Another $7 million will be placed in the Emergency Incidents sub-fund in anticipation of FEMA and state reimbursements for disaster cleanup.
Week Two: Aug. 17
The committee will spend considerable time reviewing the Tax Collector, Supervisor of Elections, and State Attorney’s Office budgets, all slated for a minimal increase.
Curry requests a 32.3 percent increase for the Clerk of the Courts to about $5 million.
Funding of $508,000 could be used to replace the current tax deed software system, cameras, and other capital outlay projects.
The administration projects that revenue will rise about 16 percent, or $608,002, as fees for services bring in more money.
The administration proposes a $44.4 million budget, up 6.6 percent, for Parks, Recreation and Community Services, which oversees the city’s parks, pools, preserves, marinas, waterfront facilities and programs.
The biggest change, besides a reduction in pension costs, will be an additional $500,000 in capital outlay funds for the installation of cameras and enhanced lighting in city parks.
Planning and Development and the Building Inspection Department budgets are scheduled to wrap up the day.
Week Two: Aug. 18
The committee will focus on budgets dealing with economic development and authorities.
The Office of Economic Development could see a 5.2 percent budget increase because of the relief from pension costs, but an increase for legal and information technology costs.
Curry proposes a 6 percent budget increase for the Downtown Investment Authority, mainly for increased salaries effective Oct. 1.
The JEA, Jacksonville Transpiration Authority, Jacksonville Aviation Authority and Jacksonville Port Authority also will present their budgets.
Week Three: Aug. 23
Curry’s Capital Improvement Program will be reviewed.
It includes about $150.5 million for general projects, stormwater improvements, solid waste projects and the Mayor’s Safer Neighborhoods Investment Plan.
Spending is proposed to improve roads and sidewalks, parks and pools, and to clean up blight Downtown.
The program includes $8 million to tear down the old Duval County Courthouse and City Hall buildings along Bay Street.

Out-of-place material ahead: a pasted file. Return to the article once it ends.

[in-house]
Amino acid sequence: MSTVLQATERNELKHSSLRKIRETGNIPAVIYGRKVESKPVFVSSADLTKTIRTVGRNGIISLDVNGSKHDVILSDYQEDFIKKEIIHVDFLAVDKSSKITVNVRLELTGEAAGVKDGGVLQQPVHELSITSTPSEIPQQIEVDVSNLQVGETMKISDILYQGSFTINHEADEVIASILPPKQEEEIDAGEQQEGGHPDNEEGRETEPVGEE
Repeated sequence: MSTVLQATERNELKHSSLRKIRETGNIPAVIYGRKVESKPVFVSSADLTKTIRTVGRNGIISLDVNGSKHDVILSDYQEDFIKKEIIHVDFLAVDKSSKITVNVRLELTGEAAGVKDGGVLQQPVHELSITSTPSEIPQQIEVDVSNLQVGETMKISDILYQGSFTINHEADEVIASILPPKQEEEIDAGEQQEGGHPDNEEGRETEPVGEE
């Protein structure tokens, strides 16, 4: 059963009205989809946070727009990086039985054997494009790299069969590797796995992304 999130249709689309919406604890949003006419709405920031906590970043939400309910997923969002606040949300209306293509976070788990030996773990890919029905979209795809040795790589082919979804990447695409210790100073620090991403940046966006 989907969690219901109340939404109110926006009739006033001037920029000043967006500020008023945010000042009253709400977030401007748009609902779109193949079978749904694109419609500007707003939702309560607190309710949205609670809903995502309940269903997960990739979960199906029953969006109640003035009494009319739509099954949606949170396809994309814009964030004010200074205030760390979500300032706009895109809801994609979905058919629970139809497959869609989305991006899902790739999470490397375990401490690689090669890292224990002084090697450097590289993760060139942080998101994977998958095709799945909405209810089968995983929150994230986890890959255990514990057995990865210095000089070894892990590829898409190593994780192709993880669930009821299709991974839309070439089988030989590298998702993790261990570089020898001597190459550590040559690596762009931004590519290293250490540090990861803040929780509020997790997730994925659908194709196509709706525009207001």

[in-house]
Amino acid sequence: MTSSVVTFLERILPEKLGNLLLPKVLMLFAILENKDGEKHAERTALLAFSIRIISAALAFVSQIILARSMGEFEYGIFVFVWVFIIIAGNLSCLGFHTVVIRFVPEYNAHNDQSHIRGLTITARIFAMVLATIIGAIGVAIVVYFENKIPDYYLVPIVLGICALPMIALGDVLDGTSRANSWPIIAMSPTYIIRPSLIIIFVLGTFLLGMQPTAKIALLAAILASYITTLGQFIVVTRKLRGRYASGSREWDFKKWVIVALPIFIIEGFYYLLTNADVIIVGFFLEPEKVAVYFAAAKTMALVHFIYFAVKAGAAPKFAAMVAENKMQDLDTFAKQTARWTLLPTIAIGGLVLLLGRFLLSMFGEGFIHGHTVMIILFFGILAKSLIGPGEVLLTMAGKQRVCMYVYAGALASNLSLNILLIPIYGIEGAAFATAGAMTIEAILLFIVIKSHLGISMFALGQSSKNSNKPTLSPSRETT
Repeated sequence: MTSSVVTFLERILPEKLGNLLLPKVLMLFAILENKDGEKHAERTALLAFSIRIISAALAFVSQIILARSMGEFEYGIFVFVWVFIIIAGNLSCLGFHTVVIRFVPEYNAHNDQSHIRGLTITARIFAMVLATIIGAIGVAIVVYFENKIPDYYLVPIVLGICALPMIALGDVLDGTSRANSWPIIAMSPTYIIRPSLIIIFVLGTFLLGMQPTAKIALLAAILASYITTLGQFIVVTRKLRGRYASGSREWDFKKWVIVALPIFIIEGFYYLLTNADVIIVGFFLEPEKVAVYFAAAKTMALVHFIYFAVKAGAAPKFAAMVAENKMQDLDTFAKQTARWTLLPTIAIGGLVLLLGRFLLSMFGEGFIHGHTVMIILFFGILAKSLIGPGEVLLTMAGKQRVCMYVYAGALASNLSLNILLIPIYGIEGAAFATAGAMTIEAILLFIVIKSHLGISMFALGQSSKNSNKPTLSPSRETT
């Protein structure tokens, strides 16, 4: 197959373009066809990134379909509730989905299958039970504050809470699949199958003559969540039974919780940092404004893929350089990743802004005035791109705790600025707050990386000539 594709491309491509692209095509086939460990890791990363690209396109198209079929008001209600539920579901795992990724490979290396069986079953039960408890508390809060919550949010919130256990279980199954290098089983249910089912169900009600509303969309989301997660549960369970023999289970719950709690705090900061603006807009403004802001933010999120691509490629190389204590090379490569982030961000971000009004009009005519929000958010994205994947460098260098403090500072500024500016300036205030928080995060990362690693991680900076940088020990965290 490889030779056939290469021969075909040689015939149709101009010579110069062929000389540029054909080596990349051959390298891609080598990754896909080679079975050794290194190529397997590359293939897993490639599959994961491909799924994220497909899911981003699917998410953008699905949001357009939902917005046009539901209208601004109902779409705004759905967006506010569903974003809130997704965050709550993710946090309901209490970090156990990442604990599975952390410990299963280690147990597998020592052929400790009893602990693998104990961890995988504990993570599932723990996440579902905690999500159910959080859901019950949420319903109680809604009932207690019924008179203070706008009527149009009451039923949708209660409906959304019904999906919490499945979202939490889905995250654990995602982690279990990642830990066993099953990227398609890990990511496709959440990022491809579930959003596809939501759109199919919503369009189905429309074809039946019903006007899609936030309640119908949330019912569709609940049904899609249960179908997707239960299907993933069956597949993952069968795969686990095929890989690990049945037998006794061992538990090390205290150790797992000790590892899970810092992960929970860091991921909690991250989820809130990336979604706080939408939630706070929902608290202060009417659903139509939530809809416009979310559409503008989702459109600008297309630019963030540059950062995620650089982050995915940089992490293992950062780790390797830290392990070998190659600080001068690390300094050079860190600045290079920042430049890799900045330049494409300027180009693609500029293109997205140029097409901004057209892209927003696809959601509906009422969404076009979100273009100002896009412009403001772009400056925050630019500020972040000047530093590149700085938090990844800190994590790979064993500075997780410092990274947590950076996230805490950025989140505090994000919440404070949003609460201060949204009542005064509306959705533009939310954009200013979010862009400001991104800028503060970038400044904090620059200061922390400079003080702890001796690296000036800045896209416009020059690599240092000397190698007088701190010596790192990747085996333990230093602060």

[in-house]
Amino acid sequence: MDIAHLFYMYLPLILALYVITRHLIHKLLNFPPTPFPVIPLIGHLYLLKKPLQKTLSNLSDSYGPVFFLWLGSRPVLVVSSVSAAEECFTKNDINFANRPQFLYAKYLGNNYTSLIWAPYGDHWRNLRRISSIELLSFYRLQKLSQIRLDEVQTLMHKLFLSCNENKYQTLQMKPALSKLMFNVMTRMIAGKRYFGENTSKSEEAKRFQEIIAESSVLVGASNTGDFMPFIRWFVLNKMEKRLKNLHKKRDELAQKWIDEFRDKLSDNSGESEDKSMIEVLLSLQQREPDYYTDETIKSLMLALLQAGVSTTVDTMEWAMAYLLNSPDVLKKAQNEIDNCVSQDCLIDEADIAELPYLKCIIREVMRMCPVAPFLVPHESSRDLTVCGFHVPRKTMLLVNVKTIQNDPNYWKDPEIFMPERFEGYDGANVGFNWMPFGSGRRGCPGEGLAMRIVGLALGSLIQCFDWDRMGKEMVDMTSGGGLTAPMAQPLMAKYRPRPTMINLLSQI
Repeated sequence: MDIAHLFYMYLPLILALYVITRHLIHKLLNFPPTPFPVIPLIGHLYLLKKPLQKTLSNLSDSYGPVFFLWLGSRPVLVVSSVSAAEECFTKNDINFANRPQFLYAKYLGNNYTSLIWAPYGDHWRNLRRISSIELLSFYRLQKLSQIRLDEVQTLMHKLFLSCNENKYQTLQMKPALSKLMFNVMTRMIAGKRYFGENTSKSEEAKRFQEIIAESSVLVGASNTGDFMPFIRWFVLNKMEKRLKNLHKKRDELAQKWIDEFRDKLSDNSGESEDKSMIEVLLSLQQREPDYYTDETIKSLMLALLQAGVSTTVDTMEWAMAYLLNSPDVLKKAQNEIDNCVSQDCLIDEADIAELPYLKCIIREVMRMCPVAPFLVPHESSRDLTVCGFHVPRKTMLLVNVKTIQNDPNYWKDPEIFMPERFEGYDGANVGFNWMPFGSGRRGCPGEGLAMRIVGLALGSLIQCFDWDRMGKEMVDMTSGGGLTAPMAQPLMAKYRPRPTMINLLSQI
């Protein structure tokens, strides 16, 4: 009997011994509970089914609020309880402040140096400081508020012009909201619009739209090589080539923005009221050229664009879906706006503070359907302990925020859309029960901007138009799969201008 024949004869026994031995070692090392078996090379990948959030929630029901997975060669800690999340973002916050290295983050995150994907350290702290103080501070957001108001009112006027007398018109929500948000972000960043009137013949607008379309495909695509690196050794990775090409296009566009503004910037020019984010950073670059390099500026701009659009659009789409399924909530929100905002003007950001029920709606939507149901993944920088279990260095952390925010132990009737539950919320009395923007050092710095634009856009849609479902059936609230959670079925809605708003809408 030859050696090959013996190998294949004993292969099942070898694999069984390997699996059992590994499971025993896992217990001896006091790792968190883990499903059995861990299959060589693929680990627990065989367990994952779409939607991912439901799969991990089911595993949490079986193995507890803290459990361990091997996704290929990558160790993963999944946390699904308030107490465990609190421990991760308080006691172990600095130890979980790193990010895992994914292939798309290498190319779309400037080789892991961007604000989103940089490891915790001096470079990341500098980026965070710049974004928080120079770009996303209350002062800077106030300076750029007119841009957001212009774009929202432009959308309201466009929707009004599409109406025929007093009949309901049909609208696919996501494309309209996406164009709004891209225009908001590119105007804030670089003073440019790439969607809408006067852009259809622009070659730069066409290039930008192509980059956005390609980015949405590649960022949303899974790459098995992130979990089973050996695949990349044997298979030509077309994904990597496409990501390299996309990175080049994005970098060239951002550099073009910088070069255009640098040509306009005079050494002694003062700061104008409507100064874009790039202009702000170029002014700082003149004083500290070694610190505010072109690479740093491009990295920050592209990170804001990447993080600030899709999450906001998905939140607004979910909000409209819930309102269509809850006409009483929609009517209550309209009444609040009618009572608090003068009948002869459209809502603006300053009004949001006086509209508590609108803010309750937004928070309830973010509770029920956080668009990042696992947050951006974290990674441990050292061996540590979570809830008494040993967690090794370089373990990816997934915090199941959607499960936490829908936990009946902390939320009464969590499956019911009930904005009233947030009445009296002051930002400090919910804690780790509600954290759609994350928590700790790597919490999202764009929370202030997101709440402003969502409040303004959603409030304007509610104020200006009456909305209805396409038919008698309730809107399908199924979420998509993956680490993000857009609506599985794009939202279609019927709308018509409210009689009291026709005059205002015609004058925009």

That initiative has received early support from several council members, but a controversial line item could result in debate.
Curry wants to spend $8.4 million to fix dormitories and refurbish a recreation field at Edward Waters College.
Some council members have expressed concern over using public funds for the projects.
Week Three: Aug. 24
Budgets for the mayor’s office, boards and commissions, and employee services are on the schedule, all with small increases.
Downtown Vision Inc. could receive another $146,000 to reach $458,491. The agency intends to hire more downtown ambassador positions if funds are approved.
Also, a new agency replacing the Jacksonville Journey and Jacksonville Children’s Commission, at a proposed $36 million budget, could receive considerable attention.
If approved by council, the proposed Kid’s Hope Alliance would oversee the combined operations of the Journey and Children’s Commission with a new board and oversight.
The administration proposes a 2.2 percent budget increase to $43.2 million for Public Works, while the Neighborhoods Department could see a 1 percent bump to about $19 million.
Week Three: Aug. 25
The Finance Committee will take stock of the city’s pension position, risk management and insurance programs.
Week Three: Aug. 26
A session is possible if needed.